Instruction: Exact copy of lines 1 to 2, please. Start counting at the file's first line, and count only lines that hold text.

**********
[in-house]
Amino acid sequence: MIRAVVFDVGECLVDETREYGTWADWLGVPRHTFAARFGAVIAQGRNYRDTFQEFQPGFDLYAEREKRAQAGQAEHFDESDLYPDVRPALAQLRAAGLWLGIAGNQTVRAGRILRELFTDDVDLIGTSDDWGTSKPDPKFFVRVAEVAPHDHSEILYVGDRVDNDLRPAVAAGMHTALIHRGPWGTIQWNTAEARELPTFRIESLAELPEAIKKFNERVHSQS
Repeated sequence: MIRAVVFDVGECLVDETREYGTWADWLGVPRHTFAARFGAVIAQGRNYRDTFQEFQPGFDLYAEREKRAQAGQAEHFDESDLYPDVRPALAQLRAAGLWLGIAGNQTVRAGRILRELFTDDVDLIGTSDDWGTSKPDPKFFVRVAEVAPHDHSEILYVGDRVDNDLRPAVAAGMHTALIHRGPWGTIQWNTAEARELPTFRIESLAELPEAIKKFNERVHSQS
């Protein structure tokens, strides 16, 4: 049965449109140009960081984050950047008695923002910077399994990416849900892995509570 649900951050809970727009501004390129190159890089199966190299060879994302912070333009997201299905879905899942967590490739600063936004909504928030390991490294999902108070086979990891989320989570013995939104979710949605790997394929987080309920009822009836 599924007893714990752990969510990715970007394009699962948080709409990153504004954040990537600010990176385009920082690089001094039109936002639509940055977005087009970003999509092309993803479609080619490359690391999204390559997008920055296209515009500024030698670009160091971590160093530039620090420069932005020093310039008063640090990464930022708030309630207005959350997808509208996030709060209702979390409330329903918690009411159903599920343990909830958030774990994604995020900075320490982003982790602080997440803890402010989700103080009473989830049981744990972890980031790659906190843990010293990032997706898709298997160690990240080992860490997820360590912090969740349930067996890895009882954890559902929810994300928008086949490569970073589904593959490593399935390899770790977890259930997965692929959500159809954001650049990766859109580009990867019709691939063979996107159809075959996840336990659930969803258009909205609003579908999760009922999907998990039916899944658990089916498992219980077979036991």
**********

[in-house]
Amino acid sequence: MIRAVVFDVGECLVDETREYGTWADWLGVPRHTFAARFGAVIAQGRNYRDTFQEFQPGFDLYAEREKRAQAGQAEHFDESDLYPDVRPALAQLRAAGLWLGIAGNQTVRAGRILRELFTDDVDLIGTSDDWGTSKPDPKFFVRVAEVAPHDHSEILYVGDRVDNDLRPAVAAGMHTALIHRGPWGTIQWNTAEARELPTFRIESLAELPEAIKKFNERVHSQS